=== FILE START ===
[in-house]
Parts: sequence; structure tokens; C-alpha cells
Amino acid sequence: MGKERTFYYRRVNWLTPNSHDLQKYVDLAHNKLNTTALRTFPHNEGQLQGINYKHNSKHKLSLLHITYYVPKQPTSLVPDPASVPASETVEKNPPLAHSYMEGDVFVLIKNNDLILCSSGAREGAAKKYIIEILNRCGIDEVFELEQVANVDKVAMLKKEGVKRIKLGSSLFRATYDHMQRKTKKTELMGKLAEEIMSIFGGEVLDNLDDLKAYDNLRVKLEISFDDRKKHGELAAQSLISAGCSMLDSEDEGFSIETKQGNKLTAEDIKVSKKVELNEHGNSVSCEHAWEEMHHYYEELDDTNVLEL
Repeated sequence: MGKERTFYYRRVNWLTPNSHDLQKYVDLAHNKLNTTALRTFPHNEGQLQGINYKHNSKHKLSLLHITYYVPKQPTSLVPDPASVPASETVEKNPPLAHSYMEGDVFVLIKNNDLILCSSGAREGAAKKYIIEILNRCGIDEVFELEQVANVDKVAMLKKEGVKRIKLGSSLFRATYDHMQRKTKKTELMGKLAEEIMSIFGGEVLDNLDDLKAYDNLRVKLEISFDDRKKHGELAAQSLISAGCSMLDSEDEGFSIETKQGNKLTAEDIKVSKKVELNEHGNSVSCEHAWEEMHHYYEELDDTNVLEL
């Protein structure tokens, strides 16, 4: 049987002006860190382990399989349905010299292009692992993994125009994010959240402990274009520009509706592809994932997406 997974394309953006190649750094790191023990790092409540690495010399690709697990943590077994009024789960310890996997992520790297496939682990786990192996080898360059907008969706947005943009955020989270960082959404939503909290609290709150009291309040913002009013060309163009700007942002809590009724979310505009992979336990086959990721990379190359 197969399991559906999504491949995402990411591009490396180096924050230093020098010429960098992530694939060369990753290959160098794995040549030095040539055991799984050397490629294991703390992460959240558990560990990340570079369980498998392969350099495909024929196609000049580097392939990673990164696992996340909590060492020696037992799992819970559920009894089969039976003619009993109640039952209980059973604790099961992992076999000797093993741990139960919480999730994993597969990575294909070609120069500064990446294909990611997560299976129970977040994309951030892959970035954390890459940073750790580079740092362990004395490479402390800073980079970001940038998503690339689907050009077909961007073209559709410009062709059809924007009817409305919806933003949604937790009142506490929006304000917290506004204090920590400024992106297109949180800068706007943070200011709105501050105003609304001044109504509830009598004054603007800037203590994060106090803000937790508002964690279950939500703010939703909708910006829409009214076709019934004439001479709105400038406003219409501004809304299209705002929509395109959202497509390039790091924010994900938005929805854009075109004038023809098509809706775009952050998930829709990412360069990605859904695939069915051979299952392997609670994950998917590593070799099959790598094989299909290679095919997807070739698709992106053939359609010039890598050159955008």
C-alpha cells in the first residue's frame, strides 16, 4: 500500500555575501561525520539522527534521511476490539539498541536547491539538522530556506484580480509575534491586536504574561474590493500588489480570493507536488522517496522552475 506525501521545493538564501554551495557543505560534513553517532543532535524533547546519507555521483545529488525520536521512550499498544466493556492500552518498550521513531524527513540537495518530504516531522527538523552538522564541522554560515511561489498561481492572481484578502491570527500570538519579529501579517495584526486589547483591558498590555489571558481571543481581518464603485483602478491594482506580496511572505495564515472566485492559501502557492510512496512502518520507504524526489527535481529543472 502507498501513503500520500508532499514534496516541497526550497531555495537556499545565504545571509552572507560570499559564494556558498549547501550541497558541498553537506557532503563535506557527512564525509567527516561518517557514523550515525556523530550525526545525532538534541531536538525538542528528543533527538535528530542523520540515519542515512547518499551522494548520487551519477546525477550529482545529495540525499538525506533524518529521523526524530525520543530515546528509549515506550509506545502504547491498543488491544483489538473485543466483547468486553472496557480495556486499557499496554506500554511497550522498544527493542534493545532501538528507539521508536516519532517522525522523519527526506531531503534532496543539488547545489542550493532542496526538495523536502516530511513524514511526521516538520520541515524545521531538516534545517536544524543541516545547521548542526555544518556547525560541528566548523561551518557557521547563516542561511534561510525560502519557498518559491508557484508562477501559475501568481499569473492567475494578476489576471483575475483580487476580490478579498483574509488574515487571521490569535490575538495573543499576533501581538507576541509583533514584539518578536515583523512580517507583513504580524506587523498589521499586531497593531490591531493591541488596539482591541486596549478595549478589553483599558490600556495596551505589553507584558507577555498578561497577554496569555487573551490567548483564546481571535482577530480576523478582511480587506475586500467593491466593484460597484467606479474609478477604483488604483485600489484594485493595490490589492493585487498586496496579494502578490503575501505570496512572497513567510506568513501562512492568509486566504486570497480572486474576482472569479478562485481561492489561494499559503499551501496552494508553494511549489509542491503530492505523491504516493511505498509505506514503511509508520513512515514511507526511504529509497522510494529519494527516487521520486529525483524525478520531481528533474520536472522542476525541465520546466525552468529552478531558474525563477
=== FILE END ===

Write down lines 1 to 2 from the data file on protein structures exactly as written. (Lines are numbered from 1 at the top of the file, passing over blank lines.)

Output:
[in-house]
Parts: sequence; structure tokens; C-alpha cells